Bundi Festival Rajasthan 2016


The Bundi Festival is celebrated in the month of Kartik (October-November) and includes several spiritual and traditional activities. It is a remarkable cluster of traditional art, culture and craftsmanship and visitors are left charmed by its magnificence. The program includes a colourful Shobha Yatra, arts & crafts fair, ethnic sports, cultural exhibition, classical music & dance program, turban competitions, bridal clothing, musical band competitions, and a sparkling fireworks display. Early in the morning, after the full moon night of Kartik Purnima, women and men clad in attractive colourful costumes lightdiyas or lamps on the banks of River Chambal and seek blessings.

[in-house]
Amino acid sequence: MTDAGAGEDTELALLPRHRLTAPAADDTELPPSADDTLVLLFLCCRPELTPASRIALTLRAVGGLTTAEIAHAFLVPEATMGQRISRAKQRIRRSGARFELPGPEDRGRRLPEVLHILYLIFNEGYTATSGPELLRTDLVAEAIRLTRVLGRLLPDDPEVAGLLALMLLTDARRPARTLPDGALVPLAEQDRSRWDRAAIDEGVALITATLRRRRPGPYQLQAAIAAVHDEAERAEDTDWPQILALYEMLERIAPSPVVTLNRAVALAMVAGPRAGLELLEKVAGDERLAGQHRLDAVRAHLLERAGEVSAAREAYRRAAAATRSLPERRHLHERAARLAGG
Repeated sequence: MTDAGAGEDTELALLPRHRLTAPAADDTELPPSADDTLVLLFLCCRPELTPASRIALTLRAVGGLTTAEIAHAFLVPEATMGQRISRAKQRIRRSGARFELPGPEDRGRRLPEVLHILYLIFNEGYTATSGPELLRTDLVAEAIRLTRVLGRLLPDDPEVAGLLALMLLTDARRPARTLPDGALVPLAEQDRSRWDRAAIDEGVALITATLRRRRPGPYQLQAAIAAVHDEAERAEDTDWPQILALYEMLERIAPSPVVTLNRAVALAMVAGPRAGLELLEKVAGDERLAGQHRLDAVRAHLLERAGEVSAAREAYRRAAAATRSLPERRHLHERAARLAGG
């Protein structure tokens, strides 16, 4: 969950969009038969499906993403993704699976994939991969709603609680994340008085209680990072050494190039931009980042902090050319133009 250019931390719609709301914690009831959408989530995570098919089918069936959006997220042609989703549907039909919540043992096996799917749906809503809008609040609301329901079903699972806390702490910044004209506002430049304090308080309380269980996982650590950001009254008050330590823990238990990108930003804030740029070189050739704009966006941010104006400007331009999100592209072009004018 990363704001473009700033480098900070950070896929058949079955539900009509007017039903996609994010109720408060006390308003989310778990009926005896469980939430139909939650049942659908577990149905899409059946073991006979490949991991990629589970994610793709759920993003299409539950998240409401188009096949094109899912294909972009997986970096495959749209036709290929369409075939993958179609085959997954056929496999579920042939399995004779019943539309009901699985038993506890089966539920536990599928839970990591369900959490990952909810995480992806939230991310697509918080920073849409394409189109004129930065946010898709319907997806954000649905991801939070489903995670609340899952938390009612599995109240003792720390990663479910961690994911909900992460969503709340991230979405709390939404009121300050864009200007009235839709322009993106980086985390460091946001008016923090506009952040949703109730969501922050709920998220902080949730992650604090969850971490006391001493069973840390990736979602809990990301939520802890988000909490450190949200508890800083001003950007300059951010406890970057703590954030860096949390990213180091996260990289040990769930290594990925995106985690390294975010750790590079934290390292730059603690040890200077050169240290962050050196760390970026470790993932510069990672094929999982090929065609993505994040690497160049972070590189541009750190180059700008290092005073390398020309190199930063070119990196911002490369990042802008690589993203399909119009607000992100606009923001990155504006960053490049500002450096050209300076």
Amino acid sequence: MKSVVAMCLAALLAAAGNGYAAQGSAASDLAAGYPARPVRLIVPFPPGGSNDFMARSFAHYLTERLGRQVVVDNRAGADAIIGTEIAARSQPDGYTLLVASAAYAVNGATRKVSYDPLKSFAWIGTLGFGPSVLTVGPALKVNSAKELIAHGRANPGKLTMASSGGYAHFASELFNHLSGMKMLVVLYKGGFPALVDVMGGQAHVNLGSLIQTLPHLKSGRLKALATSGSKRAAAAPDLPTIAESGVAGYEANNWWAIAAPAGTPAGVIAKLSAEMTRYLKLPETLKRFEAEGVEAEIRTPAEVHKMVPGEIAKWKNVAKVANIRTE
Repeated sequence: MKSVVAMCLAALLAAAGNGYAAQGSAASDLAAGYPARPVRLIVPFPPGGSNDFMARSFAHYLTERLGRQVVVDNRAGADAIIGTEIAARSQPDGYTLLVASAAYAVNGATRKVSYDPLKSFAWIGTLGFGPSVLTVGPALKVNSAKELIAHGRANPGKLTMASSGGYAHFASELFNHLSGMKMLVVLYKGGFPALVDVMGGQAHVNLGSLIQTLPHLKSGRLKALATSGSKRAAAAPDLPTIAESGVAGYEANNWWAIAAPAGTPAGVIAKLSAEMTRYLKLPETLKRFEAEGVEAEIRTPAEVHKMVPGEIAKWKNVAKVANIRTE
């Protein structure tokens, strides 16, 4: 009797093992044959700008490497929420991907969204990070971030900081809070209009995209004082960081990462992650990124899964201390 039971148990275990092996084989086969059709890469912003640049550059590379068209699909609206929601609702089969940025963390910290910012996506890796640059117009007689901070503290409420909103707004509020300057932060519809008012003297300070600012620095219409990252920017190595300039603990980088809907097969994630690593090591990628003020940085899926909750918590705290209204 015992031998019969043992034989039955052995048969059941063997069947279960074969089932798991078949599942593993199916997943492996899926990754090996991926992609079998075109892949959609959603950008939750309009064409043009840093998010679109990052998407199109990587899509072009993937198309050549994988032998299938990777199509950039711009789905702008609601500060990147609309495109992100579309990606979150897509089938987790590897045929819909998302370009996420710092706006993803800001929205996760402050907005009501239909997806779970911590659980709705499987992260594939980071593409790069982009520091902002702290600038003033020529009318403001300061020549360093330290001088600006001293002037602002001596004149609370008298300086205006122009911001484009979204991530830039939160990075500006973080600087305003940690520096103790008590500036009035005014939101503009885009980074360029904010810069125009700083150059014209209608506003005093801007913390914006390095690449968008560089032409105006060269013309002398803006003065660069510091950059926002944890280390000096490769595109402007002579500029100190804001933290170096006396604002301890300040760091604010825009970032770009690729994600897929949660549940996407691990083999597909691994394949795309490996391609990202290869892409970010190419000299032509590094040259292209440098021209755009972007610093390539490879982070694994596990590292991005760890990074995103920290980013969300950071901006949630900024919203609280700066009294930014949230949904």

Lake Jait Sagar Bundi


It is popularly believed that Nobel laureate Rudyard Kipling penned part of his famous novel ‘Kim’ in Bundi. In fact, so impressed was he by the place, that this is what he wrote about the Bundi palace:

‘Jaipur Palace may be called the Versailles of India … Jodhpur’s House of strife, gray towers on red rock, is the work of giants, but the Palace of Bundi, even in broad daylight, is such a palace as men build for themselves in uneasy dreams – the work of goblins rather than of men.’

Dotted with palaces and forts, the place has a fairy tale quality about it. Bundi’s charm lies in its location –surrounded by orchards of orange, guava, pomegranate and mango trees, flanked by the Aravalli range and rivers and lined by fields of cotton, barley and wheat. Situated far from the crowds, it is the simple rural folk that lend Bundi its allure.